In the Championship 4 race at Homestead, Edwards had the best car among the Championship 4 drivers. It looked like he would cruise to the title until a late-race caution bunched up the field.

On the restart, Edwards made contact with Joey Logano, sending Edwards into the inside wall. The crash ended his championship hopes. And of course, Johnson had to be the one to win the Championship that season.

That offseason, Edwards made a surprising announcement. He announced he was retiring from NASCAR.

He concluded his career with 28 wins but no championships. We have no idea what would’ve happened had he not suddenly retired but maybe Edwards captures that elusive title.

2. Junior Johnson

“The Last American Hero” Junior Johnson was one of the top NASCAR drivers in the 1950s and 1960s.

Like we talked about with Fireball Roberts, Johnson never had the ability to win a championship because he never attempted the full schedule.

In 1955, Johnson ran the majority of the schedule, attempting 36 of 45 races. He finished sixth in the standings with five wins and a 12.2 average finish. Surprisingly, he never finished better than that in the standings.

He barely raced in 1956 and 1957, but he had quite a run from there on.

Over the next four seasons, he won a combined 21 races. He won at least three races every season and finished top 10 in points three of the four seasons. I should note he missed at least 10 races every season.

Johnson won seven races in 1963 to give him five seasons with five or more victories. Even with all those great seasons, no one could’ve predicted his success in 1965.

Check out what he did in 35 races that season.

  • 13 wins
  • 18 top-five finishes
  • 19 top 10 finishes
  • 3,984 laps led
  • 11.4 average finish

I mean, five wins are impressive but how about 13? That’s insane for anyone.

Just for comparison, Ned Jarrett won the championship that season with 13 wins in 54 races that season. I find it hard to believe Johnson wouldn’t have won it all had he attempted more races.

The following season was his last. He attempted 21 races but did not win.

His 50 career wins are most all-time for a driver that never won the championship. However, the championship didn’t exactly elude Johnson.

As an owner, Johnson won six championships. He won three consecutives with Cale Yarborough from 1976-1978. He won his other three with Darrell Waltrip in the 1980s. There could’ve been even more if not for five runner-up finishes.

It shouldn’t surprise anyone that Johnson made the Hall of Fame in 2010 as part of NASCAR’s inaugural class.

Even without a driver’s championship, Johnson is one of the best NASCAR drivers/owners of all time.

1. Mark Martin

NASCAR fans knew this was coming.

Mark Martin is the best driver to never win the championship and he came agonizingly close so many times in his career.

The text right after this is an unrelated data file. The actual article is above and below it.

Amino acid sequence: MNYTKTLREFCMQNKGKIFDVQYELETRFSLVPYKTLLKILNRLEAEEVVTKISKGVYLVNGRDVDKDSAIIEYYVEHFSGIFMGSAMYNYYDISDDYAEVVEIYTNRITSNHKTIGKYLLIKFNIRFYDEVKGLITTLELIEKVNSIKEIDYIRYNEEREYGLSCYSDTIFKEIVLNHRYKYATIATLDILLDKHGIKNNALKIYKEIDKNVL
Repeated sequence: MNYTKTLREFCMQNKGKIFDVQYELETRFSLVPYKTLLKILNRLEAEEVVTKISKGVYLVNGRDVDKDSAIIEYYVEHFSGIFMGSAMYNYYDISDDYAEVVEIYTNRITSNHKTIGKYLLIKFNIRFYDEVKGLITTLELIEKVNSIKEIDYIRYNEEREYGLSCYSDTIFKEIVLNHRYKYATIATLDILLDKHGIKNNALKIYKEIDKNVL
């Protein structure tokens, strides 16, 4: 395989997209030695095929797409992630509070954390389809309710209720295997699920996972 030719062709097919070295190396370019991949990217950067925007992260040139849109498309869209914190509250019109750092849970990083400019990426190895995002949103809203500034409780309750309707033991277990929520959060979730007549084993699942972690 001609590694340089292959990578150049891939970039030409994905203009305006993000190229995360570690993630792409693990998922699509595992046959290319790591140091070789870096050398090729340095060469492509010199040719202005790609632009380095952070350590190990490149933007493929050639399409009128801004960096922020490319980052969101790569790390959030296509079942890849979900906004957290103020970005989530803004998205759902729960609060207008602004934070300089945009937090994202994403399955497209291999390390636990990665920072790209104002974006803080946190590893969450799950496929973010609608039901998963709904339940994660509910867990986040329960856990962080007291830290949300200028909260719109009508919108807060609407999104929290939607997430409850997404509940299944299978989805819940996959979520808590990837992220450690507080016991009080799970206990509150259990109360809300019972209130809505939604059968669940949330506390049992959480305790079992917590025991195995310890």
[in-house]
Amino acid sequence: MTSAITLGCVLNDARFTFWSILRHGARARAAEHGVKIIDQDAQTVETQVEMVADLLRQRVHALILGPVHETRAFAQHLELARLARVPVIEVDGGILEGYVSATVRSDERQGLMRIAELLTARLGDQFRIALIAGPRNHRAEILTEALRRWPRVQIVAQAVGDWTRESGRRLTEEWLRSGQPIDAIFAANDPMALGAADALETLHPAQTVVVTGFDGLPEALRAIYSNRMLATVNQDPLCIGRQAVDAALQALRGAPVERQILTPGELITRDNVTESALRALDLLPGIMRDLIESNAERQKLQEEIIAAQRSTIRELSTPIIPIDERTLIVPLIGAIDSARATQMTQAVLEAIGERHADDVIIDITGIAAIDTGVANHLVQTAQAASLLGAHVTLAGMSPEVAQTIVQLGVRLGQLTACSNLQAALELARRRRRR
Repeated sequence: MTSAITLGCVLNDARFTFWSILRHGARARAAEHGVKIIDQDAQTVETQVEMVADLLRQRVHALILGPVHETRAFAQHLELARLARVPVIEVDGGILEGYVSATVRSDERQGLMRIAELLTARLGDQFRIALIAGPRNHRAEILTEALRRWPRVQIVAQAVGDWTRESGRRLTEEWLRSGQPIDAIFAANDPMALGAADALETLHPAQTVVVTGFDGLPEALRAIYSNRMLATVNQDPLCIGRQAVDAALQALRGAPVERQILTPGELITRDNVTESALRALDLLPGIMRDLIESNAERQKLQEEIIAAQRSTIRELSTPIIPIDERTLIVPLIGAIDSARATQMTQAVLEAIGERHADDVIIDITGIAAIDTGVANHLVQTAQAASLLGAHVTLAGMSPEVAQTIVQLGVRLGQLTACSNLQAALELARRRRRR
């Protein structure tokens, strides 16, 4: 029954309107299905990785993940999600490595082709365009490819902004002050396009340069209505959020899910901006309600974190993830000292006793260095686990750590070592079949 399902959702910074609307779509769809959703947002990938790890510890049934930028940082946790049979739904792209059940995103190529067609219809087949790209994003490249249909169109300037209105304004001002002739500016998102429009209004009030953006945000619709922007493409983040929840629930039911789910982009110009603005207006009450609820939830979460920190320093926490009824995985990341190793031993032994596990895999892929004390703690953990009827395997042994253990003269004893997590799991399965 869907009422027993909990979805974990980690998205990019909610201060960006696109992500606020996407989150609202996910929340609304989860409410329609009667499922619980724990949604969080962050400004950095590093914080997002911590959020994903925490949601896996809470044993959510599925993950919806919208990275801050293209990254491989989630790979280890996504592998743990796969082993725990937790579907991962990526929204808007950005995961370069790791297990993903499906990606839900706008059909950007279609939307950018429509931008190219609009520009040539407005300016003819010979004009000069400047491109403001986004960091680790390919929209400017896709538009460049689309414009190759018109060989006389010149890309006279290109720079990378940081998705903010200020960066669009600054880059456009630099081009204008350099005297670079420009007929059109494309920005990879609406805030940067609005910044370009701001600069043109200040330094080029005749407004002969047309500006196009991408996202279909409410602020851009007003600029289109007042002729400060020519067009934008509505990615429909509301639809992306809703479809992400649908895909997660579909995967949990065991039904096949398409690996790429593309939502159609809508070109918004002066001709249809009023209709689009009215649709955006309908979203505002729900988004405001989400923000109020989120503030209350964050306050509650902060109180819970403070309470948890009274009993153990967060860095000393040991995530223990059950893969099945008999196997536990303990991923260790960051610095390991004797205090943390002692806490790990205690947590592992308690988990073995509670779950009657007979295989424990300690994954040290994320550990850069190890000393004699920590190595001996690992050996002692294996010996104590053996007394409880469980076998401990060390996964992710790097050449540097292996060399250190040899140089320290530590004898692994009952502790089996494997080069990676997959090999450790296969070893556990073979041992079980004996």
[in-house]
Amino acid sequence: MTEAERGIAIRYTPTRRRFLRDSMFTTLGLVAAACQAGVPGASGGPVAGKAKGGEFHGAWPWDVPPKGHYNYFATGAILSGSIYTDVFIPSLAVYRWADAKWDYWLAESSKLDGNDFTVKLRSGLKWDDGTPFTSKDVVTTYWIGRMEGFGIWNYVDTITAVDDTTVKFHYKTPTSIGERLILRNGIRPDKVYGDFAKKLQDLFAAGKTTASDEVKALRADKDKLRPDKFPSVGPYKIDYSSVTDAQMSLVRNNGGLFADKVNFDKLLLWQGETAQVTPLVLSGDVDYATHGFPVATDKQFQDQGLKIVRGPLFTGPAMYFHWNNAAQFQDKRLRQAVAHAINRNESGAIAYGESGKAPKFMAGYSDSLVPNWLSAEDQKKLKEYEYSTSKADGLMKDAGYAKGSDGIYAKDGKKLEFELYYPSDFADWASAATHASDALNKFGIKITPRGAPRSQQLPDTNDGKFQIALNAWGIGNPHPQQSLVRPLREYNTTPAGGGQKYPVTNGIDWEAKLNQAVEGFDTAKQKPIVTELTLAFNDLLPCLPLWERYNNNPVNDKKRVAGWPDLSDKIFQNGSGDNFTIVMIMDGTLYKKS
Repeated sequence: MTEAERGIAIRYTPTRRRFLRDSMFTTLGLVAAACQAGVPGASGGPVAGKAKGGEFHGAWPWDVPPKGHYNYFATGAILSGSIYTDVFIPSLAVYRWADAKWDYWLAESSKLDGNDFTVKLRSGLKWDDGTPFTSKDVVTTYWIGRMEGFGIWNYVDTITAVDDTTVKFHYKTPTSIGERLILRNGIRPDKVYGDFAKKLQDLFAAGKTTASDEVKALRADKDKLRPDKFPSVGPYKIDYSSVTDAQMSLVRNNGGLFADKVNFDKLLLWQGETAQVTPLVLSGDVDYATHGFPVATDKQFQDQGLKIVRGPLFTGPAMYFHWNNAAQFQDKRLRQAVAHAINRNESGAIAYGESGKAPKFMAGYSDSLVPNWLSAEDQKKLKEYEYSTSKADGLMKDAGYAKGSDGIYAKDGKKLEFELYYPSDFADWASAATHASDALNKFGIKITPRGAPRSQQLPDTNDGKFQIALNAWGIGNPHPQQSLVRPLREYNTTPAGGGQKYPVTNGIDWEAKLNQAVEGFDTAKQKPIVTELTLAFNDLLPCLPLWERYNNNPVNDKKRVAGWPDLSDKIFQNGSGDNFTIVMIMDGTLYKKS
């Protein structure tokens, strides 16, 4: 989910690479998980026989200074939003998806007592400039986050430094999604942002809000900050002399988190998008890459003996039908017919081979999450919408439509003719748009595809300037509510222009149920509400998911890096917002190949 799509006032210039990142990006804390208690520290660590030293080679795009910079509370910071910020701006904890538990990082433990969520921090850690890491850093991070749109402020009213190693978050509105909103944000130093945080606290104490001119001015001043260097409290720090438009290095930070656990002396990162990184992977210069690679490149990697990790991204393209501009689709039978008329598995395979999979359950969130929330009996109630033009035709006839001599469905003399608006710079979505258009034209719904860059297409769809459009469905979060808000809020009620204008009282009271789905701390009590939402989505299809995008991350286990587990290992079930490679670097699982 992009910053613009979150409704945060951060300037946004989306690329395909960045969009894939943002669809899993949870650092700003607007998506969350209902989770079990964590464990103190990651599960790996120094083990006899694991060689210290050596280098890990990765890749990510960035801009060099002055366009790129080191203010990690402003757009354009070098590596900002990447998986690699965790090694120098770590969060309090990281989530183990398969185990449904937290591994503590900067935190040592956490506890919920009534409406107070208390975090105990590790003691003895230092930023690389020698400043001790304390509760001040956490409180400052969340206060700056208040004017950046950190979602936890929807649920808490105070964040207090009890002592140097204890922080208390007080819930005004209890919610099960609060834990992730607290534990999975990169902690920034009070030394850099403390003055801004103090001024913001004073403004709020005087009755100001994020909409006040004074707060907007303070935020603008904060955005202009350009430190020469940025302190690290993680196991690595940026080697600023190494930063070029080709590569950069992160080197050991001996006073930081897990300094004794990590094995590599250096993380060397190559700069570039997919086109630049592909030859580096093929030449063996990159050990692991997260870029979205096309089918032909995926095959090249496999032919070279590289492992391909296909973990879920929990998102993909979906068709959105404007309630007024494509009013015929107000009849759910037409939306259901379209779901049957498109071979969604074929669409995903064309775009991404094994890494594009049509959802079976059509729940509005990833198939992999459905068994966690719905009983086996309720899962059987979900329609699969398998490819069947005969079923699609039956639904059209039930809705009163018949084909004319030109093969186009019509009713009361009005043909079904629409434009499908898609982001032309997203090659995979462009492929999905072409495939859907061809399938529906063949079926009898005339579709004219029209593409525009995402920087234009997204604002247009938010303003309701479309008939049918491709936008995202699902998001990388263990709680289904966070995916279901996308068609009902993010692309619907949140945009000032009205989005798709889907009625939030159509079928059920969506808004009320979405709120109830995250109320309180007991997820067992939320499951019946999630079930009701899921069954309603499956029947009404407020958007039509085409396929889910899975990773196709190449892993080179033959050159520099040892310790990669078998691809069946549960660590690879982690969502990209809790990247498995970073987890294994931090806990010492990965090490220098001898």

Martin’s Cup Series career began in 1981 but he didn’t become a serious championship contender until 1989. His 1990 season was likely his best chance to win the championship.

He won the second race of the season at Richmond, but NASCAR penalized him 46 points following the race in a controversial decision.

He won just two more races that season but his consistency was something else. Martin had 23 top 10 finishes in 29 races and finished with a ridiculous 6.6 average finish.

In the end, Martin lost the championship by 26 points to Dale Earnhardt. Without the penalty, he would’ve won.

Over the next six years, Martin finished sixth or better in the standings every year. The 1998 season saw Martin in contention to capture his first championship. He had a stellar season with seven wins.

Unfortunately, Jeff Gordon just so happened to have one of the best seasons in NASCAR history that year.

Let’s compare their 1998 stats.

Mark Martin Jeff Gordon
Wins 7 13
Top-Five Finishes 22 26
Top 10 Finishes 26 28
Laps Led 1,730 1,717
Average Finish 8.6 5.7
Points Finish 2nd 1st

No one was beating Gordon that season. He won the championship by 364 points over Martin. For reference, Martin finished 345 points ahead of third-place Dale Jarrett.

Martin won just one race in 2002 but his consistency kept him in championship contention all season. He led the standings with eight races to go but four straight finishes of 10th or worse doomed his chances. Martin lost the title by 26 points.

At age 50, Martin had a career resurgence and found himself back in the championship hunt. Driving for Hendrick Motorsports, Martin won five races, his most in a season since 1998.

Like 2002, he led the standings late in the season. This time, it was his teammate Jimmie Johnson, who won three of the final seven races to win the championship.

Following four more seasons in the Cup Series, Martin retired without winning a championship.

He finished his career with 40 wins and five runner-up finishes in the standings.

It’s unfortunate that some of Martin’s best seasons came in years where drivers put together a historical run.

Other Drivers to Never Win a Cup Series Title

There are a lot of great drivers who never won a Cup Series title. Let’s look at drivers who just missed the top-five.

  • Fred Lorenzen
  • Ricky Rudd

Fred Lorenzen is another driver who never raced a full-time season. He won 26 races over a seven-year span and finished third in the standings in 1963.

Ricky Rudd holds the record for most career starts in the Cup Series with 906. He never won more than two races in a season, but he was always a consistent front runner.

Rudd finished top-five in the standings five times, including a runner-up finish in 1991.

Want more NASCAR content? Check out this article on NASCAR’s best ever races and iconic moments.